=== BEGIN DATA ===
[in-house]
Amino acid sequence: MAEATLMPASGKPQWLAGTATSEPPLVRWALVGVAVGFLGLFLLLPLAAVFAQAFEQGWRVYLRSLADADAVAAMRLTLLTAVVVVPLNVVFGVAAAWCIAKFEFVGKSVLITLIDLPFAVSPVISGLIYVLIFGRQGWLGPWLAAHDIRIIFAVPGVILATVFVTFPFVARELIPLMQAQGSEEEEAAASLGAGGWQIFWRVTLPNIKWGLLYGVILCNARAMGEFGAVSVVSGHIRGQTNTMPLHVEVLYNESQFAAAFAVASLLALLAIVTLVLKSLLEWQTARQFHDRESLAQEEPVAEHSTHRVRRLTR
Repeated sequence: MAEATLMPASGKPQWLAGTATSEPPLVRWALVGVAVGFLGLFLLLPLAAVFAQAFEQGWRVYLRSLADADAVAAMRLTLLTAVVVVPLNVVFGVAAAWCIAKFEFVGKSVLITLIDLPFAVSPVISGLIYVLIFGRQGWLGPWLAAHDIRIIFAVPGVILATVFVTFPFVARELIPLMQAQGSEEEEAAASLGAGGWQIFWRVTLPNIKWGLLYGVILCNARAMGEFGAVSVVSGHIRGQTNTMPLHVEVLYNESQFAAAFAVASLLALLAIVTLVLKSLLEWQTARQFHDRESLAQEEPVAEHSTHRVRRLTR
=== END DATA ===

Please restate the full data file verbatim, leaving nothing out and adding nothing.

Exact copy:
[in-house]
Amino acid sequence: MAEATLMPASGKPQWLAGTATSEPPLVRWALVGVAVGFLGLFLLLPLAAVFAQAFEQGWRVYLRSLADADAVAAMRLTLLTAVVVVPLNVVFGVAAAWCIAKFEFVGKSVLITLIDLPFAVSPVISGLIYVLIFGRQGWLGPWLAAHDIRIIFAVPGVILATVFVTFPFVARELIPLMQAQGSEEEEAAASLGAGGWQIFWRVTLPNIKWGLLYGVILCNARAMGEFGAVSVVSGHIRGQTNTMPLHVEVLYNESQFAAAFAVASLLALLAIVTLVLKSLLEWQTARQFHDRESLAQEEPVAEHSTHRVRRLTR
Repeated sequence: MAEATLMPASGKPQWLAGTATSEPPLVRWALVGVAVGFLGLFLLLPLAAVFAQAFEQGWRVYLRSLADADAVAAMRLTLLTAVVVVPLNVVFGVAAAWCIAKFEFVGKSVLITLIDLPFAVSPVISGLIYVLIFGRQGWLGPWLAAHDIRIIFAVPGVILATVFVTFPFVARELIPLMQAQGSEEEEAAASLGAGGWQIFWRVTLPNIKWGLLYGVILCNARAMGEFGAVSVVSGHIRGQTNTMPLHVEVLYNESQFAAAFAVASLLALLAIVTLVLKSLLEWQTARQFHDRESLAQEEPVAEHSTHRVRRLTR